One other amazing moment that springs to mind was where somebody attending one of the Music Cafés had passed away and his widow wanted people attending the wake to experience the joy of music making just as her husband had done. Together with some other volunteers I went along and started just softly playing keyboard in the background before they felt it was the right time to share out the instruments and do a bit of music making together. It just underlined to me how important people feel this is within their lives to want Music in Mind involved on such a significant day.

The Music Champions programme is one of the latest stages in Music in Mind’s evolution – how have you found it?

Music Champions is such a great idea. As with any project you’re involved in, it finishes and it’s always a wrench, especially when it goes really well, because you really get to know people. Yet, everywhere I’ve been within a care home they have continued music sessions and helped develop them further afterwards. One thing they quite literally want to beat the drum about is how it has enabled them to communicate with their residents in a totally different way. They feel this approach should be used throughout everything they do with that resident within the care home and music should be a part of the care plan itself.

There’s a lot of beneficial therapeutic things for people working in the care industry with Music in Mind. It helps develop more confidence, as when they start to use the programme they see how it affects both themselves and the people in their care in a variety of situations. You also gain an appreciation for and comfort with moments of silence, that ability to ‘just be’ and not just be the leader of a group. It can be a bit frightening to start with - people worry about not being particularly great at playing or singing – but I always keep reminding them that we’re not asking them to do anything different than what we are asking the participants to do and share in. Rather we are showing the Music Champions that doing less is actually doing more, as you give participants more of a voice rather than block their sound and rhythm out with your own.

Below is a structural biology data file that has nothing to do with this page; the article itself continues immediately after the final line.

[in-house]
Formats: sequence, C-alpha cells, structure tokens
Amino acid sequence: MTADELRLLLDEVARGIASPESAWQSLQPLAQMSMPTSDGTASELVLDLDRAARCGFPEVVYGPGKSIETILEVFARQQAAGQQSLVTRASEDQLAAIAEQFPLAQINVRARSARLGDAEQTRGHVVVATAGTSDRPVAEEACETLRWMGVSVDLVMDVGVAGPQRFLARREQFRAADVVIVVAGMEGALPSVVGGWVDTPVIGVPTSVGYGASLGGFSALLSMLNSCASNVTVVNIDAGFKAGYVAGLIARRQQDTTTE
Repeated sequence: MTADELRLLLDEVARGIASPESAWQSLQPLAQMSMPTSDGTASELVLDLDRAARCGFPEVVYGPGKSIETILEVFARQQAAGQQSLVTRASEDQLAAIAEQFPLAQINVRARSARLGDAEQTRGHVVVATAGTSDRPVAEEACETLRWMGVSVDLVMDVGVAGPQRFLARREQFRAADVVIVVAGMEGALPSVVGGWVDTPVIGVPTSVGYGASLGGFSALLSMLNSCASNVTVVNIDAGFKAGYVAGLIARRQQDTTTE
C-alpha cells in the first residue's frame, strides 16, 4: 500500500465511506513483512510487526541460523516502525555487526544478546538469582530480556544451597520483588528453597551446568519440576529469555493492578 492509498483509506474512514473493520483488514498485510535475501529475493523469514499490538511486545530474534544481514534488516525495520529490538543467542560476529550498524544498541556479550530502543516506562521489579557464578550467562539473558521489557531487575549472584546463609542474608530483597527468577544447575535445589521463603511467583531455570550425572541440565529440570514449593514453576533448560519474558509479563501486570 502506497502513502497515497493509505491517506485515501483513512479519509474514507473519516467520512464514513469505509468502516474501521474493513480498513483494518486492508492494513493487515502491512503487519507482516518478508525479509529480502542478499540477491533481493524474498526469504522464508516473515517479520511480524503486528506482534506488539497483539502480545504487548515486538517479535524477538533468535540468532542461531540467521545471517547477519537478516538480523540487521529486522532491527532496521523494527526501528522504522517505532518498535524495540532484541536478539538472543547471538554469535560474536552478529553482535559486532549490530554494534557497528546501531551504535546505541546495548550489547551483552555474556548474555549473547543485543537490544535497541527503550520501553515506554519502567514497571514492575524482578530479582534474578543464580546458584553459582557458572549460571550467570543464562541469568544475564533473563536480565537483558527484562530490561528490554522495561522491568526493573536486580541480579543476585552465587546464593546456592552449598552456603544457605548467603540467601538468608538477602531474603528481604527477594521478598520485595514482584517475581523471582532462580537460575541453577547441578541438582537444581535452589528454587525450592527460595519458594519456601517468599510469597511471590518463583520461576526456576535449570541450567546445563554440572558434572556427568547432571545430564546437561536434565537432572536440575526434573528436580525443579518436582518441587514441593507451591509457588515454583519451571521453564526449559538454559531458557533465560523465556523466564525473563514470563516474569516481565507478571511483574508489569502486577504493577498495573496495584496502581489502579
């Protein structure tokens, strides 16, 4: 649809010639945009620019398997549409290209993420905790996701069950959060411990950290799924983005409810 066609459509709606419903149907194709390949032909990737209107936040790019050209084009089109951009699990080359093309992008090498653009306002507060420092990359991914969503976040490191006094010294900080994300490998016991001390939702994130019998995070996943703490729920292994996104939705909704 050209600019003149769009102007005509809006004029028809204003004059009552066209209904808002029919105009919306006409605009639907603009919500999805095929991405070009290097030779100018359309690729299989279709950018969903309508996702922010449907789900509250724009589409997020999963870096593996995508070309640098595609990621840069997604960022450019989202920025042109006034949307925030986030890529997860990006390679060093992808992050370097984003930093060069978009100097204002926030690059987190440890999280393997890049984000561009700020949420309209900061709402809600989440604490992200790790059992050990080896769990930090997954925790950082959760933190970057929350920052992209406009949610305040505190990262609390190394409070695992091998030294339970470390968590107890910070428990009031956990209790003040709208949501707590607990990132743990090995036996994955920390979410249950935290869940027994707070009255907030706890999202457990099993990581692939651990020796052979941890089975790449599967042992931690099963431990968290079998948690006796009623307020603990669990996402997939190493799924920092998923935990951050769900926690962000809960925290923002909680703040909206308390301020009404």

We are essentially providing a toolkit and the training in using these different tools. Music Champions can pick tools out as and when they need them in each session, whether it’s spotlighting somebody or opening yourself out to engage the wider group or many other techniques. You won’t use every tool every week, but they are there when you need them. I think it’s actually really good to have these tools just generally in life – it makes you more aware of people and body language. It’s an enriching experience.

Now that the Centre of Excellence has been announced and awarded, how do you feel that this will help carry Music in Mind forward?

Whenever you do something that’s worthwhile you find yourself saying, “Oh if only we could do more of this!” Well now we can. Although, we are still just scratching the surface. The numbers for funding and who we can reach might seem huge in one sense, but they are tiny in the percentage of how many people actually live with dementia. However, this is a fantastic start and brilliant for Greater Manchester.

The Centre of Excellence gives us a chance again to further develop the training and hopefully Music Champions will find multiple uses for the techniques they learn. It could be that they volunteer to go to more homes and centres or find they use the same techniques in other parts of their work and life. The idea that studies will be run concurrently too I hope means that the NHS will be more willing to fund this type of care around the country as part of social prescribing, reducing the need for pharmaceutical medication and GP appointments. Maybe we can also train other orchestras so that different towns and cities can kick start their own programmes. I just want to shout the good news out and share it as widely as possible.

This truly is an amazing experience to share, and I feel very blessed to be part of it. I would encourage as many people as possible to give it a go - it is such a positive thing in one's life. Being in the moment is so beneficial. There’s no time to worry about anything else, you just have to concentrate on listening, listening, listening. All the participants, not just the people living with dementia, can experience the lasting effects. Everyone involved gets to enjoy the more positive frame of mind at the end of each session after their adventure through the music.